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world_bank_germany.html 03.01.2017

Helmar Kloss

Measurement of the Value of Products and Services (Copyright)

World Bank Germany, 03.01.2017

Abstract deutsch

    Gegenwärtig sind Währungen zugleich Messinstrumente für den Wert von Pro­dukten und Leistungen und selbst Waren, die zu verschie­de­nen Zeiten unterschiedlich bewertet wer­den. In­fol­ge­des­sen va­ri­ieren die Werte von Produkten und Leistungen aufgrund von Veränderungen in zweierlei Hin­sicht: Erstens, weil der Wert der Pro­duk­te und Leistungen in­folge des veränderlichen Verhältnisses zwi­schen Angebot und Nachfrage schwankt. Zweitens, weil der Wert der Wäh­run­gen schwankt, in denen die Preise von Produkten und Lei­stun­gen ge­mes­sen werden. Das ist als wenn man Längen nicht mit dem Pa­ri­ser Meter messen würde, sondern mit va­ria­blen Maßstäben, wie im Mittelalter.
    Um Spekulationen gegen Währungen und mit Produkten und Lei­stun­gen zu unterbinden oder zu er­schwe­ren, muß die Maß­stabsfunktion von der Werthaltigkeit getrennt werden. Ein fester Wertmaßstab ohne eigenen Wert - ei­ne Art Ver­rech­nungseinheit - ist er­for­der­lich, ähnlich denen, die im In­ter­nationalen Einhei­ten­system (SI) für ver­schiedene phy­si­ka­li­sche Größen festgelegt sind.

Dear Sirs,
    The origins of economy have been seen in the needs of human be­ings. Actually, this is an always less important part of what hap­pens in economy. Needs have been replaced by greed. The reasons lie, I believe, in a kind of psy­chic or even mental disorder pro­voked by an early loss of love suffered most seriously by first­born children. In the following I'll describe one of the many symptoms of this illness.
    Humanity has made great progresses in what concerns the in­vention and use of instru­ments for measuring. We are now able to measure fair­ly exactly nearly everything on earth: size, speed, amount, degrees of tempe­ra­ture, length, height, pressure, weight. Even earthquakes can be measured using a scale proposed by Rich­ter.
    Instead, in medieval times measurement was inadequate and arbi­tra­ry. Concerning the matters mentioned above and some others not mentioned medieval habits have been over­come. One of the most important preconditions for re­liable mea­su­ring is the calibrated con­stancy and uni­ver­sal use of scales with standard units. When cubits were used this constancy was not guaranteed. And if scales are chan­ged while measuring is done no exact results are pos­sible. Scales ought to remain con­stant. That's why the Pa­risian meter was a very important invention al­though some little inade­quacy still remained be­cause of the in­flu­ence of tem­perature on metal. Modern methods have over­come even pro­blems of that kind.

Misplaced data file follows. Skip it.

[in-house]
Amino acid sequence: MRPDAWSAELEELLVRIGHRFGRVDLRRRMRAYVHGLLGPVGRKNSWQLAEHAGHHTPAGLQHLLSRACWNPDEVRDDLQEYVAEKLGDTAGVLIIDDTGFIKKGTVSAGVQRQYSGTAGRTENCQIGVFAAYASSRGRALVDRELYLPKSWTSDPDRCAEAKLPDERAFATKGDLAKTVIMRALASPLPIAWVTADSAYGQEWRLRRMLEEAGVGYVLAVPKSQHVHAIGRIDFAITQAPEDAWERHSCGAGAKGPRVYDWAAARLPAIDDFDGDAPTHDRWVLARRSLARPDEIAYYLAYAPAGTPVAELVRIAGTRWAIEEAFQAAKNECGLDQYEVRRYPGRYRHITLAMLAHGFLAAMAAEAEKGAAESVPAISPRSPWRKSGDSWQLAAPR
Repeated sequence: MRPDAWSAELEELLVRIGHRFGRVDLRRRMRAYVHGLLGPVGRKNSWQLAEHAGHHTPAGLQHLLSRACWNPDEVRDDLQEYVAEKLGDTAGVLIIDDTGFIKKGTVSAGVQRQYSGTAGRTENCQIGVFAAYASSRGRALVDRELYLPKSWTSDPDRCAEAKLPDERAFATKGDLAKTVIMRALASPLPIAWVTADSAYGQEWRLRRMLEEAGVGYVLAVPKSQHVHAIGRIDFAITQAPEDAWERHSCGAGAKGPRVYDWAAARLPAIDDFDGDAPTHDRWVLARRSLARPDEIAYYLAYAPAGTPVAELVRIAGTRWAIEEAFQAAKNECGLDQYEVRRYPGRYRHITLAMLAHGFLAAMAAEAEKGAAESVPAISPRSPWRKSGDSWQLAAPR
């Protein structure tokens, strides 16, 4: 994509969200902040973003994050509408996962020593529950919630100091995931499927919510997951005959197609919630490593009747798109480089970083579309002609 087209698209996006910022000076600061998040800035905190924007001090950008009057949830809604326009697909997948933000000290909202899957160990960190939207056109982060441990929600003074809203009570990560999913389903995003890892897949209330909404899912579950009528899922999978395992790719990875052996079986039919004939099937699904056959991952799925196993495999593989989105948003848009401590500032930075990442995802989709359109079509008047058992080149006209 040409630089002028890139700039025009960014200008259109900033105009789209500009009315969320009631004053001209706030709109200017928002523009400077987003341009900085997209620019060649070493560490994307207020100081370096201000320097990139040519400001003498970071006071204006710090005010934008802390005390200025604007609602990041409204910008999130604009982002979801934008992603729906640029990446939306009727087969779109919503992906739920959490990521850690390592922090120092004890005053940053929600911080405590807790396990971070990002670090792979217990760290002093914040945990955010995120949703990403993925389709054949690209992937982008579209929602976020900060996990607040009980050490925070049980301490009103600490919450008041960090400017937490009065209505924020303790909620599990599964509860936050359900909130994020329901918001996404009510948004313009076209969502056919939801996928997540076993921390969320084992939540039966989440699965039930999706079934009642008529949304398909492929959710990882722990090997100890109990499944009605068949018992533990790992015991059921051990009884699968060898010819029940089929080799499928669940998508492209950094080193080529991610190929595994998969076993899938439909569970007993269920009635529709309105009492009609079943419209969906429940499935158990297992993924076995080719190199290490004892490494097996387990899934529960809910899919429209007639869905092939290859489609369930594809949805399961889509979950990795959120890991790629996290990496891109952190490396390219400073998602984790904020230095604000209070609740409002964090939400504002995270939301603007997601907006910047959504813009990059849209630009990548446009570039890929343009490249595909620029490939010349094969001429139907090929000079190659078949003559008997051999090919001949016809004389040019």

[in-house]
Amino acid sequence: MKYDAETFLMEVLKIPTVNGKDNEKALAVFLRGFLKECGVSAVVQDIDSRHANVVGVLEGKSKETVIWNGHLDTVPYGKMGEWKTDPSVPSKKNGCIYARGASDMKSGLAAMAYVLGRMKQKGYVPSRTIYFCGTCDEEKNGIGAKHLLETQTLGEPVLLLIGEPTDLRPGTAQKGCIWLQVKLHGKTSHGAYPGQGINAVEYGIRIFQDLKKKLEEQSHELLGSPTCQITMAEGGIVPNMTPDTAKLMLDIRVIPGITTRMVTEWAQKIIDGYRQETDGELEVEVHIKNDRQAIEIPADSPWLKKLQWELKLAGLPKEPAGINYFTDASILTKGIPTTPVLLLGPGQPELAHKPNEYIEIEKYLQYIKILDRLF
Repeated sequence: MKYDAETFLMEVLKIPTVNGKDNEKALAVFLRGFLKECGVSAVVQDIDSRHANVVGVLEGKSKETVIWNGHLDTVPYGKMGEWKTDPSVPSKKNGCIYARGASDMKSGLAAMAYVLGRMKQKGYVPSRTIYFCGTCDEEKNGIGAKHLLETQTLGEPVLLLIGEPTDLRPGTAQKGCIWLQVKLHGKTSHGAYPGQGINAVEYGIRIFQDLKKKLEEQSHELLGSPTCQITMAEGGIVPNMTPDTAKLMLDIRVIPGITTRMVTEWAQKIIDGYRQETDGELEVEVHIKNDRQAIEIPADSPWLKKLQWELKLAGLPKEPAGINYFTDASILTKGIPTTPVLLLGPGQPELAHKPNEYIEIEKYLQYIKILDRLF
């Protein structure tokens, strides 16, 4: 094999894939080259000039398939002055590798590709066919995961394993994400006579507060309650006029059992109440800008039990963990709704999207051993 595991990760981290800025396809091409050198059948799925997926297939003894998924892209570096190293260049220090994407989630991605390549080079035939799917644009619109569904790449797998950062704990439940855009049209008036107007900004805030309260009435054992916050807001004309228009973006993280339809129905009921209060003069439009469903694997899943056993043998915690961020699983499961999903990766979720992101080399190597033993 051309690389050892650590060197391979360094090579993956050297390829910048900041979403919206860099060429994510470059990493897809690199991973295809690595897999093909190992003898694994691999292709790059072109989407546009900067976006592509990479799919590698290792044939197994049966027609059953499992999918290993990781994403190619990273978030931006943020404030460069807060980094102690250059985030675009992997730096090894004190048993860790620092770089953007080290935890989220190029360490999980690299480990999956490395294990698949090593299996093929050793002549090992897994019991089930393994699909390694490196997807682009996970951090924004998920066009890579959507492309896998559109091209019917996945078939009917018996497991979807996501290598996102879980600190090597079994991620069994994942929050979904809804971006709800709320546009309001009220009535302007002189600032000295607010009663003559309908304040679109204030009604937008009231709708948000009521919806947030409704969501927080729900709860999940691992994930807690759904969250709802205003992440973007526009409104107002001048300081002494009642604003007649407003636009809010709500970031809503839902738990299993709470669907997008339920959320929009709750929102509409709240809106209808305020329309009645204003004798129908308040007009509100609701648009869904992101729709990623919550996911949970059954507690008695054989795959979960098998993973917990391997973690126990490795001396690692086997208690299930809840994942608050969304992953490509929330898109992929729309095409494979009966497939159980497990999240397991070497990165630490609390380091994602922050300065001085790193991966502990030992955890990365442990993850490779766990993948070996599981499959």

But while size, speed, amount, temperature, length, height, pres­sure, weight and earthquakes today can be mea­sured in a fairly re­liable man­ner, the situation re­mains medieval in another very im­por­tant field, - perhaps even one of the most important: in econo­my. There still reigns medi­eval in­ade­qua­cy and ar­bi­trariness al­though re­nowned scien­tists have considered the matter for cen­tu­ries. Va­lues, performances and pro­duc­tion out­put - i.e. the value of pro­ducts and services - are mea­sured and ex­press­ed in standard units that at the same time are mer­chan­dise, i.e. goods to be bought and sold at varying pri­ces: the cur­ren­cies. Thus, in a globalized eco­no­my the va­lues of pro­ducts and ser­vices vary ac­cor­ding to va­ria­bi­lity in two respects:
    First, because the va­lues of products and ser­vices de­pend on the ba­lance of offer and de­mand.
    Second, because the currencies in which the va­lues of products and ser­vices are noted vary in con­sequence of changes in the de­mand for these currencies.
    But nobody seems to recognize this as highly pro­ble­ma­tic. In more than three centuries of thin­king and re­search economists did not find out - as far as I know - what I have presented here.
    Why not? I think, the probable reason is the fol­lowing: The basis of modern economy lies no more in the needs of the people as in former times but in ever more unsatiable greed. There must be ves­ted in­ter­ests of various in­flu­e­n­tial persons as politicians, ban­kers and other pro­fiteers of the actual si­tua­tion which is a re­sult of globa­li­za­tion and through which powerful speculators be­came un­con­trol­lable again.
    We cannot wait for measures of hun­dreds of go­vern­ments to stop this boom of neoliberalism be­cause dangerous crises will arrive soon. What could be done?
    The first actions should remedy the fault that money actu­al­ly has two functions: First, it serves as a measure for va­lues and ser­vices. Second, it is valuable itself and serves for storing va­lues. These two functions ought to be separated as was done for example for weighing be­cause the value of a balance in no way in­fluences the va­lue of the goods weighed, even if it serves for weighing gold. A fixed mea­sure without value - a kind of unit for calculation - is needed as was re­a­lized for some physical quan­ti­ties by the International Sy­stem of Units (SI).
    Your institution is the one that should try to find and impose a solution.
Helmar Kloss